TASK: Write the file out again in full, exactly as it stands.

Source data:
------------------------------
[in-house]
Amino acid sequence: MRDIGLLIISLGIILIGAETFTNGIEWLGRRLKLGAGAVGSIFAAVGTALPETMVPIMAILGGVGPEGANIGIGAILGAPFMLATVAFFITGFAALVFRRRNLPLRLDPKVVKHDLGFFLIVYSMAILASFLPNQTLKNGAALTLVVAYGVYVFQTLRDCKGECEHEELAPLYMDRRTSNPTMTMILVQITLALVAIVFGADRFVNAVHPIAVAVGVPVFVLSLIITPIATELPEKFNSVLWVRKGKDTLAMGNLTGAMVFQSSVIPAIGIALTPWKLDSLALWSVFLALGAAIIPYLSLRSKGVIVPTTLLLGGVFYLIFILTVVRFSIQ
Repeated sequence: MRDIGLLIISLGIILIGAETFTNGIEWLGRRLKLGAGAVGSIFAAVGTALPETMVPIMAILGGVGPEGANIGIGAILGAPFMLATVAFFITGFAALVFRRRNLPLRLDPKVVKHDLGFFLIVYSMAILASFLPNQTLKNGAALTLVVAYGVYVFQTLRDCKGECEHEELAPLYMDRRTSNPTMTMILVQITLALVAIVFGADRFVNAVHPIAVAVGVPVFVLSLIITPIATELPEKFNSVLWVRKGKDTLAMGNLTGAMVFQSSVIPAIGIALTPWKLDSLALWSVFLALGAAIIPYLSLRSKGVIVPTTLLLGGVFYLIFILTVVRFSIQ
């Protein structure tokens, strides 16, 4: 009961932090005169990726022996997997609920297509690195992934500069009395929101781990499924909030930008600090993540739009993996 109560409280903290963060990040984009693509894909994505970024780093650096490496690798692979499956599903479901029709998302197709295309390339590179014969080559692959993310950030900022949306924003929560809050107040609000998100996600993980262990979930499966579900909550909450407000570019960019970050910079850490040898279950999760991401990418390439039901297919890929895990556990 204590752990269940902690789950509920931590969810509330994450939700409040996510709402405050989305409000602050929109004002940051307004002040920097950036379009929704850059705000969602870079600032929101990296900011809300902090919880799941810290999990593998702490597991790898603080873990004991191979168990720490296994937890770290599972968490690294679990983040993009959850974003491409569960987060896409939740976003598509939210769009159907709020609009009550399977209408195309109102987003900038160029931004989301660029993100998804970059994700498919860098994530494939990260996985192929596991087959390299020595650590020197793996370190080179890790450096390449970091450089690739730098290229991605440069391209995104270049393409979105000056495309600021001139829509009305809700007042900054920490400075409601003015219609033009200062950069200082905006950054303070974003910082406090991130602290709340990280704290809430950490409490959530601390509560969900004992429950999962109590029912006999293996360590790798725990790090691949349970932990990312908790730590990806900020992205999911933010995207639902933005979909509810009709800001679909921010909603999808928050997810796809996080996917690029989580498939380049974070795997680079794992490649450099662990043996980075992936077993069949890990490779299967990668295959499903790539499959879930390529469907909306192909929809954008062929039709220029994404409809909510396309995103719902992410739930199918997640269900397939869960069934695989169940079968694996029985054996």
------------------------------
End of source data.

[in-house]
Amino acid sequence: MRDIGLLIISLGIILIGAETFTNGIEWLGRRLKLGAGAVGSIFAAVGTALPETMVPIMAILGGVGPEGANIGIGAILGAPFMLATVAFFITGFAALVFRRRNLPLRLDPKVVKHDLGFFLIVYSMAILASFLPNQTLKNGAALTLVVAYGVYVFQTLRDCKGECEHEELAPLYMDRRTSNPTMTMILVQITLALVAIVFGADRFVNAVHPIAVAVGVPVFVLSLIITPIATELPEKFNSVLWVRKGKDTLAMGNLTGAMVFQSSVIPAIGIALTPWKLDSLALWSVFLALGAAIIPYLSLRSKGVIVPTTLLLGGVFYLIFILTVVRFSIQ
Repeated sequence: MRDIGLLIISLGIILIGAETFTNGIEWLGRRLKLGAGAVGSIFAAVGTALPETMVPIMAILGGVGPEGANIGIGAILGAPFMLATVAFFITGFAALVFRRRNLPLRLDPKVVKHDLGFFLIVYSMAILASFLPNQTLKNGAALTLVVAYGVYVFQTLRDCKGECEHEELAPLYMDRRTSNPTMTMILVQITLALVAIVFGADRFVNAVHPIAVAVGVPVFVLSLIITPIATELPEKFNSVLWVRKGKDTLAMGNLTGAMVFQSSVIPAIGIALTPWKLDSLALWSVFLALGAAIIPYLSLRSKGVIVPTTLLLGGVFYLIFILTVVRFSIQ
């Protein structure tokens, strides 16, 4: 009961932090005169990726022996997997609920297509690195992934500069009395929101781990499924909030930008600090993540739009993996 109560409280903290963060990040984009693509894909994505970024780093650096490496690798692979499956599903479901029709998302197709295309390339590179014969080559692959993310950030900022949306924003929560809050107040609000998100996600993980262990979930499966579900909550909450407000570019960019970050910079850490040898279950999760991401990418390439039901297919890929895990556990 204590752990269940902690789950509920931590969810509330994450939700409040996510709402405050989305409000602050929109004002940051307004002040920097950036379009929704850059705000969602870079600032929101990296900011809300902090919880799941810290999990593998702490597991790898603080873990004991191979168990720490296994937890770290599972968490690294679990983040993009959850974003491409569960987060896409939740976003598509939210769009159907709020609009009550399977209408195309109102987003900038160029931004989301660029993100998804970059994700498919860098994530494939990260996985192929596991087959390299020595650590020197793996370190080179890790450096390449970091450089690739730098290229991605440069391209995104270049393409979105000056495309600021001139829509009305809700007042900054920490400075409601003015219609033009200062950069200082905006950054303070974003910082406090991130602290709340990280704290809430950490409490959530601390509560969900004992429950999962109590029912006999293996360590790798725990790090691949349970932990990312908790730590990806900020992205999911933010995207639902933005979909509810009709800001679909921010909603999808928050997810796809996080996917690029989580498939380049974070795997680079794992490649450099662990043996980075992936077993069949890990490779299967990668295959499903790539499959879930390529469907909306192909929809954008062929039709220029994404409809909510396309995103719902992410739930199918997640269900397939869960069934695989169940079968694996029985054996």